9. Vox Humana

    Can we all try a bit harder?

    There are various reasons why the great and the good no longer post here. One got banned, another received some somewhat feral comments, while others I suspect are all too aware that anyone who posts regularly on the internet is unlikely to emerge from it well. Sadly there are people out there who regard this forum with contempt - for no very good reason that I can divine, but that's human nature. It is sometimes suggested that organists' worst enemies are the clergy. I've never believed this: organists' worst enemies are other organists. I used to post here rather a lot - probably far too much - but do so less frequently these days. There are three reasons for this: 1) I've sent most of my hobby horses to the knacker's yard and haven't very much new to say; 2) a few years ago I gave up playing the organ in public (not by any means for the first time in my life) and barely even practise these days , to the extent that I now appear to be incapable of playing note perfectly - and I'd rather not play at all than play badly; and 3) I've never been an organ buff, my main interest lying elsewhere. Yes, it would be good to see more new topics being posted for discussion - but might I humbly suggest that these would be much better raised in separate threads rather than here?
  10. Vox Humana

    Buckfast Abbey

    Just a heads-up that the Christmas midnight mass at Buckfast Abbey will be broadcast live on BBC1. https://www.buckfast.org.uk/whats-on/christmas-services
  11. Vox Humana

    Westminster Abbey

    Her Maj always sings hymns.
  12. Vox Humana

    Westminster Abbey

    The whole service was absolutely wonderful. Professional, edifying and uplifting. Everything was so very well done. The icing on the cake for me was the dignified speed of the hymns, which were absolutely right for the large congregation present (although arguably Blaenwern was pushing it just a small fraction) and the two last verse arrangements were models of the type. That's how a church service should be conducted.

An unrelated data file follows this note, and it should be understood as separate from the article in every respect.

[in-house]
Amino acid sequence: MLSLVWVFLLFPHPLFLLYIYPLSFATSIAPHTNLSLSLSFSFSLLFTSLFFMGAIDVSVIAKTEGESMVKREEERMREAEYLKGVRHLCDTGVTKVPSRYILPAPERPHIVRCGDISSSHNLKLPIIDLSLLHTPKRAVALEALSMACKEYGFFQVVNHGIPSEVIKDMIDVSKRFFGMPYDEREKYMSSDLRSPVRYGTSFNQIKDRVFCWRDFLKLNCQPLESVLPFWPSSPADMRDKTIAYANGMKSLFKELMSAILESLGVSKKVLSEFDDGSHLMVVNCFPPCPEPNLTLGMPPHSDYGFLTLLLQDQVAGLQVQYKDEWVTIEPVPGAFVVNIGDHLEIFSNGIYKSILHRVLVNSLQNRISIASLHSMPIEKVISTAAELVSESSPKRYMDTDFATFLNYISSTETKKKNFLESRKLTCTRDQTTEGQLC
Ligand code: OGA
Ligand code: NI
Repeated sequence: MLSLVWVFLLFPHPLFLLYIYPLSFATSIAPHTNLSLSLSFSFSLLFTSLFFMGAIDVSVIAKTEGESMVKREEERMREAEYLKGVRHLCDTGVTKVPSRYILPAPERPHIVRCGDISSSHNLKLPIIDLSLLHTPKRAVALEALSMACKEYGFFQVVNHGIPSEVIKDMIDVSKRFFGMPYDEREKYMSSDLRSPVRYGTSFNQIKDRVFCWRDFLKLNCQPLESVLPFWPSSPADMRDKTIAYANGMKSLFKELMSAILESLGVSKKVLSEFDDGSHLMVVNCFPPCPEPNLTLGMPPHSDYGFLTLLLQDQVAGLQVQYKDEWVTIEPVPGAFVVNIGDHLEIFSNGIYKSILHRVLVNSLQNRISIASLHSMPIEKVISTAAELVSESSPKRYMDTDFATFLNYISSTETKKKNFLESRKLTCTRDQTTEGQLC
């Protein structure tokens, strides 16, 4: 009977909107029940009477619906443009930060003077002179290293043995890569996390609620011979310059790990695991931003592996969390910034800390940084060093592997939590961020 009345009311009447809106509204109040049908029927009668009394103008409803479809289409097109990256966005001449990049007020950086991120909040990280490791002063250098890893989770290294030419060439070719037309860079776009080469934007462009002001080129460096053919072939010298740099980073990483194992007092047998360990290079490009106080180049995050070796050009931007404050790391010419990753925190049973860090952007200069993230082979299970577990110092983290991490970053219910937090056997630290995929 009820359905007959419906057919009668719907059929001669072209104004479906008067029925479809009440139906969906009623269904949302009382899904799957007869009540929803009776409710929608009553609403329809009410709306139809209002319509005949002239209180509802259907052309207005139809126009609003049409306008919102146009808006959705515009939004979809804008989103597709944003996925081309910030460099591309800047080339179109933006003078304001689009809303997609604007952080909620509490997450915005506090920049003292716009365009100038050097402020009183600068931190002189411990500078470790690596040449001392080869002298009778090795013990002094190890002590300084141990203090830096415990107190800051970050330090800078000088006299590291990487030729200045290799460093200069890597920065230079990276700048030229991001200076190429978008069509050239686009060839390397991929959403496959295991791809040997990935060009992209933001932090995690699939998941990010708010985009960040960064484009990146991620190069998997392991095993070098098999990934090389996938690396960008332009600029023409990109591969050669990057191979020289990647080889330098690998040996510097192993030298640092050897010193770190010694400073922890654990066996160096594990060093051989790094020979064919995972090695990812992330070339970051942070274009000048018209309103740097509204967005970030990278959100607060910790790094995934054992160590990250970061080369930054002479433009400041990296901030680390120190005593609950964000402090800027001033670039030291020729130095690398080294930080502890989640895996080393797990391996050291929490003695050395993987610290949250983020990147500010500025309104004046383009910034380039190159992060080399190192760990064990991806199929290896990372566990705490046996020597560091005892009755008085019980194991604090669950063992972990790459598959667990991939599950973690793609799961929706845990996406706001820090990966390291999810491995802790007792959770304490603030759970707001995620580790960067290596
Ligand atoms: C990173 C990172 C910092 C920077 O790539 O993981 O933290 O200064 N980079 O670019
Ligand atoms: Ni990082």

13. Vox Humana


  14. Vox Humana

    Finest Organ-builders of England

    Having once been resident in Bristol, I have played many instrument by Percy Daniels and I would have to say that he wouldn't figure in my personal list of fine builders, at least from the artistic point of view. The only experience I have of Roger Yates's work is the two manual instrument at Stogursey Priory in Somerset, on which he was working when he died and which was finished by Bill Drake. I've played it a few times over the years and have always found it a joy, even though it has by some margin the most dangerous tracker action I have ever encountered. Quite literally, the touch of a coat cuff is enough to sound a note. I've played heavier harpsichords. Personally I love it. Bill Drake was undoubtedly one of Britain's Rolls Royce organ builders. His organ at St John's, Bridgetown, Devon is one of the finest in the county. His artistry was matchless. He once took a friend and me around several organs he had worked on in Devon and it was quite evident that, whatever he worked on, he breathed gold over it. Talking of Devon, I suppose that I ought to mention Hele & Co, even if they are in a similar bracket to Daniels. Under John C. Hele they, too, were undoubtedly builders of the finest workmanship, albeit very much of their time. Artistically their tonal schemes and voicing tend to be less than musical, tending towards stiflingly opaque sonorities with insipid and useless Choir divisions, but their organs were built like tanks. And they did build a few instruments that sounded well. Their organ at Chagford parish church (alas no more after an extensive rebuild a few years ago, not yet reported to NPOR) was fascinatingly orchestral for such a comparatively modest instrument, if a tad underpowered (one reason for the rebuild). His organs at St Matthias and St Simon's, Plymouth were two of the finest in the city, although both are in parlous condition and under threat - if, indeed, they still survive. St Matthias has been taken over by HTB, who have no interest in the instrument, and they have designs on St Simon's also. The latter in particular would be a major loss. Originally the Harris/England/Hedgeland/Hele instrument from St Peter Mancroft, Norwich replaced by Hele's in 1912, it retains some very early pipework and is/was capable of sounding like an organ of cathedral proportions.
  15. Vox Humana

    Ecce Sacerdos Magnus

    I must admit that I never can get used to the notion of lay canons. But that's just me. The rank is of great antiquity and no more odd than the Use of Sarum's recognition of boy canons, who had precedence over the other boys and stood to the west of them (to be nearer the dean and precentor) in the front row of the choir on each side. Ecce sacerdos magnus is a text that has been set by many composers. Probably the best known one is by Tomás Luis de Victoria. There's also a setting by Elgar which I've not heard but which I sincerely hope isn't as trite as it looks on paper.